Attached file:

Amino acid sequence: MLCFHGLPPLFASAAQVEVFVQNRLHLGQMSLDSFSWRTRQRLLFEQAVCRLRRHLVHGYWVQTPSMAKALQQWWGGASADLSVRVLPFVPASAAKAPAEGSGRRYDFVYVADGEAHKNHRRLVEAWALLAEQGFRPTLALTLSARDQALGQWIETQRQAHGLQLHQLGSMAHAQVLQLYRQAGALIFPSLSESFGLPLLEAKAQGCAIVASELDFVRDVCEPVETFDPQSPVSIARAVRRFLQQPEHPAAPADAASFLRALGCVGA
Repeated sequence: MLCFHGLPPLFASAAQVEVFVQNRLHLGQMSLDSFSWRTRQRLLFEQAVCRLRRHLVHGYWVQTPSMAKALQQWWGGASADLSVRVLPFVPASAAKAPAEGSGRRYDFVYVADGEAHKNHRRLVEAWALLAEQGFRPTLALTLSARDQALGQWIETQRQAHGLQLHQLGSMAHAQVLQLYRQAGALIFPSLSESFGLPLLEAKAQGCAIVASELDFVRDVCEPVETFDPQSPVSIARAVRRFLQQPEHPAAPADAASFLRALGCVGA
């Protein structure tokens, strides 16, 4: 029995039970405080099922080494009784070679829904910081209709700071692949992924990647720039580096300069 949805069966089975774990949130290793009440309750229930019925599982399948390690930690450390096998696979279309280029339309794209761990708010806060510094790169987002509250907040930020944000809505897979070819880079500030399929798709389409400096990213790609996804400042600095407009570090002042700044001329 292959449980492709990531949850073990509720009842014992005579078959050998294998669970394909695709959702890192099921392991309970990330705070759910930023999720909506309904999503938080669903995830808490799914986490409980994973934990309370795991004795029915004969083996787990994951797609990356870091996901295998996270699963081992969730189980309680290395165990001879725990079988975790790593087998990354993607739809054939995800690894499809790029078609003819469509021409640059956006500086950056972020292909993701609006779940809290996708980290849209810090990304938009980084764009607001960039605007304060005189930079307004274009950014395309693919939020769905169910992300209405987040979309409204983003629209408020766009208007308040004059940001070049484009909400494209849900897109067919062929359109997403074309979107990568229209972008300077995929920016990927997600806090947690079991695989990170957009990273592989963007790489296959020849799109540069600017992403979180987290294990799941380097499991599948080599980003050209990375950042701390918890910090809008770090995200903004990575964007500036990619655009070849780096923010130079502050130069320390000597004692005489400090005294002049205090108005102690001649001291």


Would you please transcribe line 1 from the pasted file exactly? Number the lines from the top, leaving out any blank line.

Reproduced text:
Amino acid sequence: MLCFHGLPPLFASAAQVEVFVQNRLHLGQMSLDSFSWRTRQRLLFEQAVCRLRRHLVHGYWVQTPSMAKALQQWWGGASADLSVRVLPFVPASAAKAPAEGSGRRYDFVYVADGEAHKNHRRLVEAWALLAEQGFRPTLALTLSARDQALGQWIETQRQAHGLQLHQLGSMAHAQVLQLYRQAGALIFPSLSESFGLPLLEAKAQGCAIVASELDFVRDVCEPVETFDPQSPVSIARAVRRFLQQPEHPAAPADAASFLRALGCVGA